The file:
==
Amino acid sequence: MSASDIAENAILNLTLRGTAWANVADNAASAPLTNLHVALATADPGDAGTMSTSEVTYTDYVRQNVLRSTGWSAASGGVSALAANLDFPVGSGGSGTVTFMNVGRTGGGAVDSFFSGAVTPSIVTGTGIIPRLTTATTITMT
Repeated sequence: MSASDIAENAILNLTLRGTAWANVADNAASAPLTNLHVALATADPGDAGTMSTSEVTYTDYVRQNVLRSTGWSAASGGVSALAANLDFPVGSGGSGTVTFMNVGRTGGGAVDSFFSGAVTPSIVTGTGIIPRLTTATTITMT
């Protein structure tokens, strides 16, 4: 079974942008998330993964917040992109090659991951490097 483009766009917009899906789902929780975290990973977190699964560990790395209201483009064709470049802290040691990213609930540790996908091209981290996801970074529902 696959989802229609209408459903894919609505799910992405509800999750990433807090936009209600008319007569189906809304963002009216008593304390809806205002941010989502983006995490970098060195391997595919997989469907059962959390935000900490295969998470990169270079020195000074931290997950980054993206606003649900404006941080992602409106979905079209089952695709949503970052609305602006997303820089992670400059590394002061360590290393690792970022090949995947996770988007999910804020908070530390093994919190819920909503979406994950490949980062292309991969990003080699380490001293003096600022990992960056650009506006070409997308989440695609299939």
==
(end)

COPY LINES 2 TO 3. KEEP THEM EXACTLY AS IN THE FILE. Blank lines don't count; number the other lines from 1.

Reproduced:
Repeated sequence: MSASDIAENAILNLTLRGTAWANVADNAASAPLTNLHVALATADPGDAGTMSTSEVTYTDYVRQNVLRSTGWSAASGGVSALAANLDFPVGSGGSGTVTFMNVGRTGGGAVDSFFSGAVTPSIVTGTGIIPRLTTATTITMT
């Protein structure tokens, strides 16, 4: 079974942008998330993964917040992109090659991951490097 483009766009917009899906789902929780975290990973977190699964560990790395209201483009064709470049802290040691990213609930540790996908091209981290996801970074529902 696959989802229609209408459903894919609505799910992405509800999750990433807090936009209600008319007569189906809304963002009216008593304390809806205002941010989502983006995490970098060195391997595919997989469907059962959390935000900490295969998470990169270079020195000074931290997950980054993206606003649900404006941080992602409106979905079209089952695709949503970052609305602006997303820089992670400059590394002061360590290393690792970022090949995947996770988007999910804020908070530390093994919190819920909503979406994950490949980062292309991969990003080699380490001293003096600022990992960056650009506006070409997308989440695609299939």